DXC: In the original version, I think he just drank the emperor, and then they got mad at him and we realised that that only occupied 14 of our 20 minutes. Then we came up with the additional twist, that Fry became the emperor between here— seems to fill things out pretty well.

JSB: Fourteen minutes shrunk down to about five seconds. Looking like they are out to kill him.

DXC: And here is Billy West. He had another appearance.

BW: [Gorgak] With one of those marble characterisation.

RM: Gorgak has actually come back a couple of times, hasn't he? In later episodes?

DXC: Has he? No, I don't think so. We've had– we've had other– you're think of—

MG: We've had Florp.

DXC: Florp. Exactly, Florp, the liquid comedian, is the only one, I think, is come back in a really far down the line episode, we have an unnamed liquid character back as a criminal, I remember. Just in a quick scene, season 4.

BW: I am just fascinated that all the people that inhabit the planet are made of water.

JSB: On a planet that has no other water.

BW: No, on a planet that's like so hot with all those suns and everything. Must be a struggle just to live each day.

DXC: How do you explain that? What do you have to say about that?

JSB: There will be a sequel; the "steam people" or something.

DXC: Who's Dr Zoidberg's voice modelled on? Anybody?

BW: Yeah, the kinda George Jessel, he's an old comedian- radio comedian, vaudeville, he had the voice that sound really like [George] it was stuck- like a potato in his throat, [normal] and he would say [George] "hello, mamma, this is your son George, from the money each week". [normal] And I fused it with a little bit of character actor named Lou Jacobi. [Jacobi] Who was very like this, I'll??? try to do.

MG: How did you know about George Jessel

BW: How do I know about him--?

MG: I mean, how did you know-- how did you hear him?

BW: I'm practically 50.

MG: Well, so am I. Well, no, the only reference of George Jessel; they would imitate him on the Johnny Carson show.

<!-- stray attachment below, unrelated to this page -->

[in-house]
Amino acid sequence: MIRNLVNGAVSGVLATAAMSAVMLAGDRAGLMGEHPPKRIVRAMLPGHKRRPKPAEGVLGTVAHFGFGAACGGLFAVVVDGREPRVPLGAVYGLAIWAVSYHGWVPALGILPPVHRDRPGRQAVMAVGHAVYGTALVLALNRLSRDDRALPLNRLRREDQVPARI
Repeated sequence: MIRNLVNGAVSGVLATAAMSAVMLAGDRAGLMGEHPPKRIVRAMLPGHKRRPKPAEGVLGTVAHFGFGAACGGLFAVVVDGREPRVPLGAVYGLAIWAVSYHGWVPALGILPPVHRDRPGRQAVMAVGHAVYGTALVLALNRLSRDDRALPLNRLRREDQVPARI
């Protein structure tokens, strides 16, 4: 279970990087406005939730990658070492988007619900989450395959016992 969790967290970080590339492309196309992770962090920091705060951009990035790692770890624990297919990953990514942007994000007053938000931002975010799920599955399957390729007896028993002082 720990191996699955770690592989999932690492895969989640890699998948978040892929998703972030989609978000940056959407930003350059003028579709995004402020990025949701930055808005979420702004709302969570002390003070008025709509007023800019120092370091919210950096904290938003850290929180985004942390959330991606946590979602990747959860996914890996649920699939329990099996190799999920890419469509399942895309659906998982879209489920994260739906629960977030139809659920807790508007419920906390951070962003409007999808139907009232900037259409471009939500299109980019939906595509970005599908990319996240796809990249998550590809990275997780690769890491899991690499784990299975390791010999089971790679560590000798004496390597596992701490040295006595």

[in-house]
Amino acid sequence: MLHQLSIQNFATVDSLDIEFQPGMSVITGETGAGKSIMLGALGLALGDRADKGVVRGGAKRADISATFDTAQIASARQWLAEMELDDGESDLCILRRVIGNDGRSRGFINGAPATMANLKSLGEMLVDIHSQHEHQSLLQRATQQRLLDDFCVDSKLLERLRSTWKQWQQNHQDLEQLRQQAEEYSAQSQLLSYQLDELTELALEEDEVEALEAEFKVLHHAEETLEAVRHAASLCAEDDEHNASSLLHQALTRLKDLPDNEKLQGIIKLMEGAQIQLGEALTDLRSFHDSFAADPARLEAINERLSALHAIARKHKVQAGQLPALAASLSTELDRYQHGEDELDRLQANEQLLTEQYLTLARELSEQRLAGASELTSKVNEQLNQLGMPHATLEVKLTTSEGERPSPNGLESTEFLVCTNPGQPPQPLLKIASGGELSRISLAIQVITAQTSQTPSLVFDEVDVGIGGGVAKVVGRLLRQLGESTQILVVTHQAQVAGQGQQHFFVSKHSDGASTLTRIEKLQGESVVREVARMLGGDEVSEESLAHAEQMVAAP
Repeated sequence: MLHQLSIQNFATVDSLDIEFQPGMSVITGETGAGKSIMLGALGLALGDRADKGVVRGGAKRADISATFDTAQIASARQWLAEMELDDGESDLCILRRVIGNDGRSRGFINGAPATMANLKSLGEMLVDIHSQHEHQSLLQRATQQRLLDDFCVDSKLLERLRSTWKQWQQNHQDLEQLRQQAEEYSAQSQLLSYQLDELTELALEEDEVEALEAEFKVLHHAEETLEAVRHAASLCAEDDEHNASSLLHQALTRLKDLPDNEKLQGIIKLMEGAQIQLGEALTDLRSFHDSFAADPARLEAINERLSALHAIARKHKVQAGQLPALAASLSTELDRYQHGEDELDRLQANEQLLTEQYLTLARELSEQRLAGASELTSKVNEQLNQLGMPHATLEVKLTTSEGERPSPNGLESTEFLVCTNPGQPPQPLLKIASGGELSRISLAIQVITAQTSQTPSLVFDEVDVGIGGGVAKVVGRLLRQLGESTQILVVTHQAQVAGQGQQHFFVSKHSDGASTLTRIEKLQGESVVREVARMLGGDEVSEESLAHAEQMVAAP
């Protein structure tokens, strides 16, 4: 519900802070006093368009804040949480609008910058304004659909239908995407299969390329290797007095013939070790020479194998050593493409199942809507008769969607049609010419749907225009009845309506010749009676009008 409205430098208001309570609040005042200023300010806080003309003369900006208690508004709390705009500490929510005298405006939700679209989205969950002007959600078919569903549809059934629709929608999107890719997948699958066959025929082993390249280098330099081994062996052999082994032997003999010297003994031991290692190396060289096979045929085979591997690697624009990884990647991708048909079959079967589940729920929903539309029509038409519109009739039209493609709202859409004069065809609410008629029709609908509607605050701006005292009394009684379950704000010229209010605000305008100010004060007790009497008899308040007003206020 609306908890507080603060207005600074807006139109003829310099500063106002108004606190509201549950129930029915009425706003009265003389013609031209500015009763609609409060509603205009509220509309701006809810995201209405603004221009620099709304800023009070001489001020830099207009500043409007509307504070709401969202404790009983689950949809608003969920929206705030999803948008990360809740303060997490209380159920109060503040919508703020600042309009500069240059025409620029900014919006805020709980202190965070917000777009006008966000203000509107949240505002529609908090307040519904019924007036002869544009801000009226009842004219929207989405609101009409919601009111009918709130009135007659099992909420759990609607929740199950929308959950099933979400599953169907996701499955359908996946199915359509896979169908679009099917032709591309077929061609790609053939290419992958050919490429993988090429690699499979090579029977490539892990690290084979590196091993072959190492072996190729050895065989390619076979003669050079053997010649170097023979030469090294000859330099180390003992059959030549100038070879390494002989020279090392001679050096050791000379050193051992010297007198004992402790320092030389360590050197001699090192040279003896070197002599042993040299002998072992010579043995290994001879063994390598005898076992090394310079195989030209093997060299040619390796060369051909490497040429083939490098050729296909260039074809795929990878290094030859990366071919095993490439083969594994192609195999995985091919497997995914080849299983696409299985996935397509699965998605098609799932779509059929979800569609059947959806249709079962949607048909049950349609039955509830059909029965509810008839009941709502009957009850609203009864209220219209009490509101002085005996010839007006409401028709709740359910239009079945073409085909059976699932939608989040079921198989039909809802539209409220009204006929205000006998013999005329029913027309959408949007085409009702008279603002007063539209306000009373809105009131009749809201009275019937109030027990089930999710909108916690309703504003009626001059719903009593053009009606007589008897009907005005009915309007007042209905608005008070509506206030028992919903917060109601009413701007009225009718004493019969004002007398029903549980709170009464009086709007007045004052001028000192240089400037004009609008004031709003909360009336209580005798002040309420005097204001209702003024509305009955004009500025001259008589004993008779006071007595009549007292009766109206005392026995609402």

BW: You should have missed that. I've seen films of George Jessel, been a long time ago I watched him, whenever he was in a movie, I would pick him going "that guy's got a weird voice".

RM: They are on right before Star Trek, man.

?: No wonder Matt's a big fan.

?: Twilight...

MG: You are referring to the fact that I've never seen Star Trek, which is a– it's a shocking admission, I know.

BW: Do you know that I've never watched the news in my life. I've never seen a news cast.

?: I've never read a newspaper.

DXC: I've never not been watching Star Trek at any moment.

RM: Even right now.

DXC: I have my own little TV going.

MG: I didn't finish gravity's rainbow.

DXC: We really wanted to get the word "ass" in screen four times there. "Assassin", "assassin".

DXC: There was a lot of early versions where she just pulled that book out from her jacket pocket.

RM: I remember that.

DXC: At the end, we couldn't take it anymore that it would fit in her tiny little pocket somehow.

BW: It's that book.

JSB: I love this joke.

JSB: I guess it's not really a joke, still love it.

?: Nice story.

DXC: It's a relaxing story.

BW: That he's so committed to.

MG: I like the tuxedo and running shoes.

?: And a little Burger King crown.

DXC: We had some physics discussion, whether a planet could really orbit three suns like this. It's a little effy.

JSB: Yeah, what's the answer on that? I can't think so.

DXC: I think there may be some theroum where it is inheritablely unstable and the planets would fly off across the universe. But they might be, because I cannot remember what outcome of the discussion was.